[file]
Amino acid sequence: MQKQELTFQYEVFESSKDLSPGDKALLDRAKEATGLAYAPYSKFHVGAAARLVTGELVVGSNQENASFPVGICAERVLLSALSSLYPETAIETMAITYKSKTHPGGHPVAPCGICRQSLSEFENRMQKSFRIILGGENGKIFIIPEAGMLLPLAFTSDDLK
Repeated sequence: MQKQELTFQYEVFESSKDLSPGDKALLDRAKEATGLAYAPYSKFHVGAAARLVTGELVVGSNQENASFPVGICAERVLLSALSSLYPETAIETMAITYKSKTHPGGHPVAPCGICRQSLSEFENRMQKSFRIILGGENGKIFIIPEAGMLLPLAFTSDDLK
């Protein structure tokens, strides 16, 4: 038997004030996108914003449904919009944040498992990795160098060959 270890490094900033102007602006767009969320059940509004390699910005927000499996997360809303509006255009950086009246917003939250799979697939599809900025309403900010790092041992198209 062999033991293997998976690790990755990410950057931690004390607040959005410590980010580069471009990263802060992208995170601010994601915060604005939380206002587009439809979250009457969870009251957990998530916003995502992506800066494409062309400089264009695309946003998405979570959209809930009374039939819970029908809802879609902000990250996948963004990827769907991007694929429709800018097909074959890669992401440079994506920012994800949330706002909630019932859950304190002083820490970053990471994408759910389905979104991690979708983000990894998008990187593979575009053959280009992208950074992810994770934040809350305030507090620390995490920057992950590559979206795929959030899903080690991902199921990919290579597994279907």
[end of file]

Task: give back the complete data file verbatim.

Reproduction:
Amino acid sequence: MQKQELTFQYEVFESSKDLSPGDKALLDRAKEATGLAYAPYSKFHVGAAARLVTGELVVGSNQENASFPVGICAERVLLSALSSLYPETAIETMAITYKSKTHPGGHPVAPCGICRQSLSEFENRMQKSFRIILGGENGKIFIIPEAGMLLPLAFTSDDLK
Repeated sequence: MQKQELTFQYEVFESSKDLSPGDKALLDRAKEATGLAYAPYSKFHVGAAARLVTGELVVGSNQENASFPVGICAERVLLSALSSLYPETAIETMAITYKSKTHPGGHPVAPCGICRQSLSEFENRMQKSFRIILGGENGKIFIIPEAGMLLPLAFTSDDLK
């Protein structure tokens, strides 16, 4: 038997004030996108914003449904919009944040498992990795160098060959 270890490094900033102007602006767009969320059940509004390699910005927000499996997360809303509006255009950086009246917003939250799979697939599809900025309403900010790092041992198209 062999033991293997998976690790990755990410950057931690004390607040959005410590980010580069471009990263802060992208995170601010994601915060604005939380206002587009439809979250009457969870009251957990998530916003995502992506800066494409062309400089264009695309946003998405979570959209809930009374039939819970029908809802879609902000990250996948963004990827769907991007694929429709800018097909074959890669992401440079994506920012994800949330706002909630019932859950304190002083820490970053990471994408759910389905979104991690979708983000990894998008990187593979575009053959280009992208950074992810994770934040809350305030507090620390995490920057992950590559979206795929959030899903080690991902199921990919290579597994279907």